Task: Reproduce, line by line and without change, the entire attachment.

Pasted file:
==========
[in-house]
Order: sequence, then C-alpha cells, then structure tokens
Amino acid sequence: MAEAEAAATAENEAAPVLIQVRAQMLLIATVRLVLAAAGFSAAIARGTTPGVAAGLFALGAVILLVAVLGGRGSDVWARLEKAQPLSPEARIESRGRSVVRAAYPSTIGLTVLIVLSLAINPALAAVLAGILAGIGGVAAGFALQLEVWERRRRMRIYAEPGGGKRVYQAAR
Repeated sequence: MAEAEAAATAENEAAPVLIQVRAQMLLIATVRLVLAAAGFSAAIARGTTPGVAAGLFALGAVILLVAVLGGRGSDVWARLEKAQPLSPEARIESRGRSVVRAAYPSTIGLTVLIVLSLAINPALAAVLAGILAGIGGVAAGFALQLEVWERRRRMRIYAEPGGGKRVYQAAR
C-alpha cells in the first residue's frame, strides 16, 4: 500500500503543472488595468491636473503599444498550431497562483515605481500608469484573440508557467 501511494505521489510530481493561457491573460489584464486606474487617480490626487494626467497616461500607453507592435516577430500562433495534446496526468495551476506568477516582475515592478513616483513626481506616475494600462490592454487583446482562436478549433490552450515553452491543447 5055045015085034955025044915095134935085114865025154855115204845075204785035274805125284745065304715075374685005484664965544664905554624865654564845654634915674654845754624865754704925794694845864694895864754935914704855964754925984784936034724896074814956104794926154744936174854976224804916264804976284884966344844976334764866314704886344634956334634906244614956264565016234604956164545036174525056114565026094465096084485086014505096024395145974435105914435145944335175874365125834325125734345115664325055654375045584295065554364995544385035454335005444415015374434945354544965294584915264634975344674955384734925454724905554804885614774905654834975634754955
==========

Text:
[in-house]
Order: sequence, then C-alpha cells, then structure tokens
Amino acid sequence: MAEAEAAATAENEAAPVLIQVRAQMLLIATVRLVLAAAGFSAAIARGTTPGVAAGLFALGAVILLVAVLGGRGSDVWARLEKAQPLSPEARIESRGRSVVRAAYPSTIGLTVLIVLSLAINPALAAVLAGILAGIGGVAAGFALQLEVWERRRRMRIYAEPGGGKRVYQAAR
Repeated sequence: MAEAEAAATAENEAAPVLIQVRAQMLLIATVRLVLAAAGFSAAIARGTTPGVAAGLFALGAVILLVAVLGGRGSDVWARLEKAQPLSPEARIESRGRSVVRAAYPSTIGLTVLIVLSLAINPALAAVLAGILAGIGGVAAGFALQLEVWERRRRMRIYAEPGGGKRVYQAAR
C-alpha cells in the first residue's frame, strides 16, 4: 500500500503543472488595468491636473503599444498550431497562483515605481500608469484573440508557467 501511494505521489510530481493561457491573460489584464486606474487617480490626487494626467497616461500607453507592435516577430500562433495534446496526468495551476506568477516582475515592478513616483513626481506616475494600462490592454487583446482562436478549433490552450515553452491543447 5055045015085034955025044915095134935085114865025154855115204845075204785035274805125284745065304715075374685005484664965544664905554624865654564845654634915674654845754624865754704925794694845864694895864754935914704855964754925984784936034724896074814956104794926154744936174854976224804916264804976284884966344844976334764866314704886344634956334634906244614956264565016234604956164545036174525056114565026094465096084485086014505096024395145974435105914435145944335175874365125834325125734345115664325055654375045584295065554364995544385035454335005444415015374434945354544965294584915264634975344674955384734925454724905554804885614774905654834975634754955